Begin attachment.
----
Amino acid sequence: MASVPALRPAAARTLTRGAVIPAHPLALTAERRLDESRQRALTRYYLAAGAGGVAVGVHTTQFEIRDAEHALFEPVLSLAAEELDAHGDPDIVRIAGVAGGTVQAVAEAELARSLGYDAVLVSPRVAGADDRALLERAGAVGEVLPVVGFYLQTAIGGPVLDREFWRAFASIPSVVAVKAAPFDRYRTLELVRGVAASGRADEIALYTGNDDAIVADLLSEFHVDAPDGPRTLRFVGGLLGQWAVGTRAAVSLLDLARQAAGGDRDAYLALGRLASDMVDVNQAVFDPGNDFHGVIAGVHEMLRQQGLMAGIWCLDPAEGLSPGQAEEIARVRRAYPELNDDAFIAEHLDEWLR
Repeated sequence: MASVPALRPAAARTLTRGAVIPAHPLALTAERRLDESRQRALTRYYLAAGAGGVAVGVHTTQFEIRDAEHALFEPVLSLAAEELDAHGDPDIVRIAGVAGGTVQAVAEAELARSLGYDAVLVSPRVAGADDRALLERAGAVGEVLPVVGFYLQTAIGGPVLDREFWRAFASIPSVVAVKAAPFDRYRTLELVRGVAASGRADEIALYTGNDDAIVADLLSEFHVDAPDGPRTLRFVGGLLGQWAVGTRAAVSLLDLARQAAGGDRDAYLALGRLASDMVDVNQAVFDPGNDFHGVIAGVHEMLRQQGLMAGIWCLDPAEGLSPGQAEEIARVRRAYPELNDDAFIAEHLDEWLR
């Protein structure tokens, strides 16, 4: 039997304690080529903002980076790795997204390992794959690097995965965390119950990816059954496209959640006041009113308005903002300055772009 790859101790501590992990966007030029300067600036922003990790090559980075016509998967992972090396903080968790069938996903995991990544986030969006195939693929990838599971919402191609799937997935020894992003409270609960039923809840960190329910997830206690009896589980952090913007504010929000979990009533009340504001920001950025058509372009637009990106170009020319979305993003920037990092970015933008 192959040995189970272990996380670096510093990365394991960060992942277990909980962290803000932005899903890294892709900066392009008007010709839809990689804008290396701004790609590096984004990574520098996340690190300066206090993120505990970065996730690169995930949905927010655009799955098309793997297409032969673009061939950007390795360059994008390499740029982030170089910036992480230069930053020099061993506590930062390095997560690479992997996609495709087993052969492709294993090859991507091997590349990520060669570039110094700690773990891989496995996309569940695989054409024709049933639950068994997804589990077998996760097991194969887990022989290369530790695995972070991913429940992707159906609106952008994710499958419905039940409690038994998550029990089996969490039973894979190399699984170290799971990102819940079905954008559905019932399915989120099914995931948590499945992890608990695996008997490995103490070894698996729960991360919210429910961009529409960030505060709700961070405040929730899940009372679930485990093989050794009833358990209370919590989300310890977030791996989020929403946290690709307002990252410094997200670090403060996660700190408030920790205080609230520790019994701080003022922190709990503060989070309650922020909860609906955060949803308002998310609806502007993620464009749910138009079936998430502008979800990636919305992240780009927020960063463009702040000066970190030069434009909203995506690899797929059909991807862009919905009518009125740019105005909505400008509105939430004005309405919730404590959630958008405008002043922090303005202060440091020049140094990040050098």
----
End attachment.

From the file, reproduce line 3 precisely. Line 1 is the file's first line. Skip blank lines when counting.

């Protein structure tokens, strides 16, 4: 039997304690080529903002980076790795997204390992794959690097995965965390119950990816059954496209959640006041009113308005903002300055772009 790859101790501590992990966007030029300067600036922003990790090559980075016509998967992972090396903080968790069938996903995991990544986030969006195939693929990838599971919402191609799937997935020894992003409270609960039923809840960190329910997830206690009896589980952090913007504010929000979990009533009340504001920001950025058509372009637009990106170009020319979305993003920037990092970015933008 192959040995189970272990996380670096510093990365394991960060992942277990909980962290803000932005899903890294892709900066392009008007010709839809990689804008290396701004790609590096984004990574520098996340690190300066206090993120505990970065996730690169995930949905927010655009799955098309793997297409032969673009061939950007390795360059994008390499740029982030170089910036992480230069930053020099061993506590930062390095997560690479992997996609495709087993052969492709294993090859991507091997590349990520060669570039110094700690773990891989496995996309569940695989054409024709049933639950068994997804589990077998996760097991194969887990022989290369530790695995972070991913429940992707159906609106952008994710499958419905039940409690038994998550029990089996969490039973894979190399699984170290799971990102819940079905954008559905019932399915989120099914995931948590499945992890608990695996008997490995103490070894698996729960991360919210429910961009529409960030505060709700961070405040929730899940009372679930485990093989050794009833358990209370919590989300310890977030791996989020929403946290690709307002990252410094997200670090403060996660700190408030920790205080609230520790019994701080003022922190709990503060989070309650922020909860609906955060949803308002998310609806502007993620464009749910138009079936998430502008979800990636919305992240780009927020960063463009702040000066970190030069434009909203995506690899797929059909991807862009919905009518009125740019105005909505400008509105939430004005309405919730404590959630958008405008002043922090303005202060440091020049140094990040050098």